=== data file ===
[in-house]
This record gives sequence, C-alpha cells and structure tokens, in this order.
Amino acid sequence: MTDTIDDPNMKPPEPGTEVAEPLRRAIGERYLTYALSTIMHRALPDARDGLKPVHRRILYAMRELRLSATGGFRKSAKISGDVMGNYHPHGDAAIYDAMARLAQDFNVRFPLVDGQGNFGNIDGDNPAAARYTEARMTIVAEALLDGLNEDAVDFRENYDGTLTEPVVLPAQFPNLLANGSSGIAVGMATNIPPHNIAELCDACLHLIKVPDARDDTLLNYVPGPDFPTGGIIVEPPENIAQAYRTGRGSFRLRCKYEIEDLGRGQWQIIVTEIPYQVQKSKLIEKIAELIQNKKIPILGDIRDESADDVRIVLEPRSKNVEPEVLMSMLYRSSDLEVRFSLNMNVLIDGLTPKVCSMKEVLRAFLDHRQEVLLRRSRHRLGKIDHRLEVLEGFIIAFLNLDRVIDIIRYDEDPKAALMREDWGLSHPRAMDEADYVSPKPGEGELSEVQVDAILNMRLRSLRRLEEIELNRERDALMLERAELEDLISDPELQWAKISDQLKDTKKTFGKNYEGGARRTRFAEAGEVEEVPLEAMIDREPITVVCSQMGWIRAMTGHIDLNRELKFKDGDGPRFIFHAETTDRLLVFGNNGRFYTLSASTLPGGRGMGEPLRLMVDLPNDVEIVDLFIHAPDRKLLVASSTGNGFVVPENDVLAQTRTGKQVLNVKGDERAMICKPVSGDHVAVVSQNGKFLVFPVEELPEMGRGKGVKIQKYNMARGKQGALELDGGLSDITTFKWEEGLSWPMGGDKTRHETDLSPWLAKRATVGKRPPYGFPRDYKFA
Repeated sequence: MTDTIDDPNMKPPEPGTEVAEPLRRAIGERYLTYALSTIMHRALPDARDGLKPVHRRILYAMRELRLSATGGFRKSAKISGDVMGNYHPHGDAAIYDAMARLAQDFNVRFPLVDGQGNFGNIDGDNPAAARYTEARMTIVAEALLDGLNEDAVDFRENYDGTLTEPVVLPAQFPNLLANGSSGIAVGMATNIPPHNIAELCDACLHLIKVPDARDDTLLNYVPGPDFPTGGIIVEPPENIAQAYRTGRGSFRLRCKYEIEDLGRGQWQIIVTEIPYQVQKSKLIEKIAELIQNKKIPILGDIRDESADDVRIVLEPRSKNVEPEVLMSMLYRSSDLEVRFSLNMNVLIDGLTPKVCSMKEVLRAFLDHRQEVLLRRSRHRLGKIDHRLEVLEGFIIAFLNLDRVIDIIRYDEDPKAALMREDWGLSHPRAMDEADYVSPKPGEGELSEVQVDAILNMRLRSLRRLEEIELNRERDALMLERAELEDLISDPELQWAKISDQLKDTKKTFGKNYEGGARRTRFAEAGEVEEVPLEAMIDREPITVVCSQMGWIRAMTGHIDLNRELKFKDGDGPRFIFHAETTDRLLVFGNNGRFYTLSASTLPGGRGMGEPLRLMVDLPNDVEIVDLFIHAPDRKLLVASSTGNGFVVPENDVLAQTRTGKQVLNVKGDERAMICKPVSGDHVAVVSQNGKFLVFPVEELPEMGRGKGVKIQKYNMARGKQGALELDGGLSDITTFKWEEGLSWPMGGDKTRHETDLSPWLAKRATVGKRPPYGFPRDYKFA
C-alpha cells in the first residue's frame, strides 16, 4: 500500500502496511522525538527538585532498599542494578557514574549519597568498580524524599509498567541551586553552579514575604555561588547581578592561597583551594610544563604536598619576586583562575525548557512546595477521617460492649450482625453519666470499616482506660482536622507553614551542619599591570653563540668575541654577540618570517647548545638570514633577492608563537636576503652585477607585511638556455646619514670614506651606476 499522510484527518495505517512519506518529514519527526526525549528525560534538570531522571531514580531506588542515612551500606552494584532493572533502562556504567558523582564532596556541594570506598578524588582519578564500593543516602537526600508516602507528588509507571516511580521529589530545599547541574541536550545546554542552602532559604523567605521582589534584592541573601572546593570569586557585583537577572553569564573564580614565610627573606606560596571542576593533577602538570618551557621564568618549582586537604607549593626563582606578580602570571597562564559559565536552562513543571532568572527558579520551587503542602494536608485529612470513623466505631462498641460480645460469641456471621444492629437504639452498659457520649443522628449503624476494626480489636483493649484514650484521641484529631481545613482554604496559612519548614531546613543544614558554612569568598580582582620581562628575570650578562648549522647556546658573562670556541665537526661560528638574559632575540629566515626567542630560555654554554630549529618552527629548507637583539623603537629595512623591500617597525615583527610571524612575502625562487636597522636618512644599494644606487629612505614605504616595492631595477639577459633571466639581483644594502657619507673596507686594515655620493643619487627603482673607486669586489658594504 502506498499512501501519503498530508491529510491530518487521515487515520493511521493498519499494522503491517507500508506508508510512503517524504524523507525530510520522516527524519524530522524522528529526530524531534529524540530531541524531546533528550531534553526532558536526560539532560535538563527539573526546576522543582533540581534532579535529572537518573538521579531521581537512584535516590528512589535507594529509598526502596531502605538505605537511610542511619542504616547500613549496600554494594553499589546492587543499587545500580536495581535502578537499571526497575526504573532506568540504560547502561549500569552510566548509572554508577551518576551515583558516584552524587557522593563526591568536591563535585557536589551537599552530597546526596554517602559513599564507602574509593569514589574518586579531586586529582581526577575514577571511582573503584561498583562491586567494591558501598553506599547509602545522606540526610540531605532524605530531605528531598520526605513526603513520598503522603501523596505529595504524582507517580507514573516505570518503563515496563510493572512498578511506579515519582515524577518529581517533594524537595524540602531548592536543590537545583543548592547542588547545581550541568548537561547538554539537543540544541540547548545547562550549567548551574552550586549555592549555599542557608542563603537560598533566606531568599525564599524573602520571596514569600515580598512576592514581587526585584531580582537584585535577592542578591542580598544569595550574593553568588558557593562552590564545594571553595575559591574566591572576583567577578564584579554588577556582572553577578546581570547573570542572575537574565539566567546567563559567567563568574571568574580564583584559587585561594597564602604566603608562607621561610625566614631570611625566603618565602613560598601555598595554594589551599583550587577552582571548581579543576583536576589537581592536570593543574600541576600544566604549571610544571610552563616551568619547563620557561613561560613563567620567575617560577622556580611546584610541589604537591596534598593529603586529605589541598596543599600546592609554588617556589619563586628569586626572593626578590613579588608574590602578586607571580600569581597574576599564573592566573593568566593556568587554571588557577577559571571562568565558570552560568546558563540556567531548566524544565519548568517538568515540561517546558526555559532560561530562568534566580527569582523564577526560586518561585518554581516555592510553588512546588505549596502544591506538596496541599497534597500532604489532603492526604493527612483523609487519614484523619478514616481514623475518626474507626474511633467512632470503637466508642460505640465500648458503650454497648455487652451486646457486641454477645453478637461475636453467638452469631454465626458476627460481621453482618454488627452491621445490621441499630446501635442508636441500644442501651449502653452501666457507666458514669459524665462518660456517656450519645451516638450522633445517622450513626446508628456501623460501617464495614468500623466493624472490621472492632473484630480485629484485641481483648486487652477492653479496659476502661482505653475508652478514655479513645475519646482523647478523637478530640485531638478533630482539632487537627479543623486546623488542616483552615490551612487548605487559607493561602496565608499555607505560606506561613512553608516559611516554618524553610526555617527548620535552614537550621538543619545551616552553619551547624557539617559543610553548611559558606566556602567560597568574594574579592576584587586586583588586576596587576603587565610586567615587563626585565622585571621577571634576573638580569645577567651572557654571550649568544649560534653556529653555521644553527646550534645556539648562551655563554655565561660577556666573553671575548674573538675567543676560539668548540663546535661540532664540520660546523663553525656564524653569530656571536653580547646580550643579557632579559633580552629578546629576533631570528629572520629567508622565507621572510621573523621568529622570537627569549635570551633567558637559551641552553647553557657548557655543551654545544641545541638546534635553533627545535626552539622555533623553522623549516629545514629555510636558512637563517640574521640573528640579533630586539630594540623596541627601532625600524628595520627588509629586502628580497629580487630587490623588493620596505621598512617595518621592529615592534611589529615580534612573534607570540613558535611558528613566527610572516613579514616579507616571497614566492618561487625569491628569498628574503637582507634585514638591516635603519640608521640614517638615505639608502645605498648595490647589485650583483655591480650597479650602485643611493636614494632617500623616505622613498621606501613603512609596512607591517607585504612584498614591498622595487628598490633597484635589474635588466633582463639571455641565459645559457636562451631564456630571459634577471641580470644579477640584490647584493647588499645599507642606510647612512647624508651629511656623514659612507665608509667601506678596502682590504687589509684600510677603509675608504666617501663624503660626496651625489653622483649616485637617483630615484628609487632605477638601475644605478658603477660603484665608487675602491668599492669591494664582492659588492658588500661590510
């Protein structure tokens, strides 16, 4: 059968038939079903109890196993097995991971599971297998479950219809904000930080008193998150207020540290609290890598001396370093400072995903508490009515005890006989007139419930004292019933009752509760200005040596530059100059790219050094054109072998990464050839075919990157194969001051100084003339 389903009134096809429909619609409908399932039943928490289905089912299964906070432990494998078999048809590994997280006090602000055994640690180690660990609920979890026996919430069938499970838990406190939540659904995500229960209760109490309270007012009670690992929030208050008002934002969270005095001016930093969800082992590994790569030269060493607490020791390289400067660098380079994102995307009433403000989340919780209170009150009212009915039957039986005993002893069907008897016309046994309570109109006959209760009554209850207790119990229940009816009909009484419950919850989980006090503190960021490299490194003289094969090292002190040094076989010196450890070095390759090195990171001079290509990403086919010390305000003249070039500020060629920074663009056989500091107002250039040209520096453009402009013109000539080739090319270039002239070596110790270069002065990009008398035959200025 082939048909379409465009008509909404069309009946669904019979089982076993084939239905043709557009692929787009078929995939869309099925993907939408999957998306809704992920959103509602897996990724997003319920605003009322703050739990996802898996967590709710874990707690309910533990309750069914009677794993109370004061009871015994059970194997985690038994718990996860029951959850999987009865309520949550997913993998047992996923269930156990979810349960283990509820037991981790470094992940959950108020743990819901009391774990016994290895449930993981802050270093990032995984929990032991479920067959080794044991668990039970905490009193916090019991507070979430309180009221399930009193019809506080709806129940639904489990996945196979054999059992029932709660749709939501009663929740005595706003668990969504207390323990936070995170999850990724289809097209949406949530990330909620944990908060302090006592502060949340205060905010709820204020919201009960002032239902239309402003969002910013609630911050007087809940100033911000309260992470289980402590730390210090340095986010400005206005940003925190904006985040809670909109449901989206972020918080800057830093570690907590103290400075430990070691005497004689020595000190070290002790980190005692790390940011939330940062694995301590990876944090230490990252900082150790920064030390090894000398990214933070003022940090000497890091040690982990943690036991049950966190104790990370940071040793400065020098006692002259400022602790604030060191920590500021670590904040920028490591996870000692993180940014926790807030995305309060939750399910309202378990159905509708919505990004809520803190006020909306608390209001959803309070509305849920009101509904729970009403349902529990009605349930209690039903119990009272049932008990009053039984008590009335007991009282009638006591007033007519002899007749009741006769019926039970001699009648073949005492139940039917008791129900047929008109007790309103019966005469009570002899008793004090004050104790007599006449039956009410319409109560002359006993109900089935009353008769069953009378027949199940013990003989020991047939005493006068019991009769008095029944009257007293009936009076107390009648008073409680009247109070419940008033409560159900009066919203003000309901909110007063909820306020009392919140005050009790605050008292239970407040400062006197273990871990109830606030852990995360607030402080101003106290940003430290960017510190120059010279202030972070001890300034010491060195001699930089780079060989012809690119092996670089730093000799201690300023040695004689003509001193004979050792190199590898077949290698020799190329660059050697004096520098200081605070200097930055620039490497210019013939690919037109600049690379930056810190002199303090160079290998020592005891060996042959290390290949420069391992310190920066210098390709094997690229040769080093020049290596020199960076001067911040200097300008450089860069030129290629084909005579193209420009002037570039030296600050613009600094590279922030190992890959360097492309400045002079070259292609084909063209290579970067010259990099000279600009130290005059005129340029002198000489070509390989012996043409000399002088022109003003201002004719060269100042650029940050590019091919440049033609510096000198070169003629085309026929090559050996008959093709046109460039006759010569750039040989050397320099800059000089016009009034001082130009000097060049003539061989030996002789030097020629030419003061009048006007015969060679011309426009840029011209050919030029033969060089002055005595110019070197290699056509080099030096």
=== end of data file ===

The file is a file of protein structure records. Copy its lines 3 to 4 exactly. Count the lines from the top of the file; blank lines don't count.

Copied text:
Amino acid sequence: MTDTIDDPNMKPPEPGTEVAEPLRRAIGERYLTYALSTIMHRALPDARDGLKPVHRRILYAMRELRLSATGGFRKSAKISGDVMGNYHPHGDAAIYDAMARLAQDFNVRFPLVDGQGNFGNIDGDNPAAARYTEARMTIVAEALLDGLNEDAVDFRENYDGTLTEPVVLPAQFPNLLANGSSGIAVGMATNIPPHNIAELCDACLHLIKVPDARDDTLLNYVPGPDFPTGGIIVEPPENIAQAYRTGRGSFRLRCKYEIEDLGRGQWQIIVTEIPYQVQKSKLIEKIAELIQNKKIPILGDIRDESADDVRIVLEPRSKNVEPEVLMSMLYRSSDLEVRFSLNMNVLIDGLTPKVCSMKEVLRAFLDHRQEVLLRRSRHRLGKIDHRLEVLEGFIIAFLNLDRVIDIIRYDEDPKAALMREDWGLSHPRAMDEADYVSPKPGEGELSEVQVDAILNMRLRSLRRLEEIELNRERDALMLERAELEDLISDPELQWAKISDQLKDTKKTFGKNYEGGARRTRFAEAGEVEEVPLEAMIDREPITVVCSQMGWIRAMTGHIDLNRELKFKDGDGPRFIFHAETTDRLLVFGNNGRFYTLSASTLPGGRGMGEPLRLMVDLPNDVEIVDLFIHAPDRKLLVASSTGNGFVVPENDVLAQTRTGKQVLNVKGDERAMICKPVSGDHVAVVSQNGKFLVFPVEELPEMGRGKGVKIQKYNMARGKQGALELDGGLSDITTFKWEEGLSWPMGGDKTRHETDLSPWLAKRATVGKRPPYGFPRDYKFA
Repeated sequence: MTDTIDDPNMKPPEPGTEVAEPLRRAIGERYLTYALSTIMHRALPDARDGLKPVHRRILYAMRELRLSATGGFRKSAKISGDVMGNYHPHGDAAIYDAMARLAQDFNVRFPLVDGQGNFGNIDGDNPAAARYTEARMTIVAEALLDGLNEDAVDFRENYDGTLTEPVVLPAQFPNLLANGSSGIAVGMATNIPPHNIAELCDACLHLIKVPDARDDTLLNYVPGPDFPTGGIIVEPPENIAQAYRTGRGSFRLRCKYEIEDLGRGQWQIIVTEIPYQVQKSKLIEKIAELIQNKKIPILGDIRDESADDVRIVLEPRSKNVEPEVLMSMLYRSSDLEVRFSLNMNVLIDGLTPKVCSMKEVLRAFLDHRQEVLLRRSRHRLGKIDHRLEVLEGFIIAFLNLDRVIDIIRYDEDPKAALMREDWGLSHPRAMDEADYVSPKPGEGELSEVQVDAILNMRLRSLRRLEEIELNRERDALMLERAELEDLISDPELQWAKISDQLKDTKKTFGKNYEGGARRTRFAEAGEVEEVPLEAMIDREPITVVCSQMGWIRAMTGHIDLNRELKFKDGDGPRFIFHAETTDRLLVFGNNGRFYTLSASTLPGGRGMGEPLRLMVDLPNDVEIVDLFIHAPDRKLLVASSTGNGFVVPENDVLAQTRTGKQVLNVKGDERAMICKPVSGDHVAVVSQNGKFLVFPVEELPEMGRGKGVKIQKYNMARGKQGALELDGGLSDITTFKWEEGLSWPMGGDKTRHETDLSPWLAKRATVGKRPPYGFPRDYKFA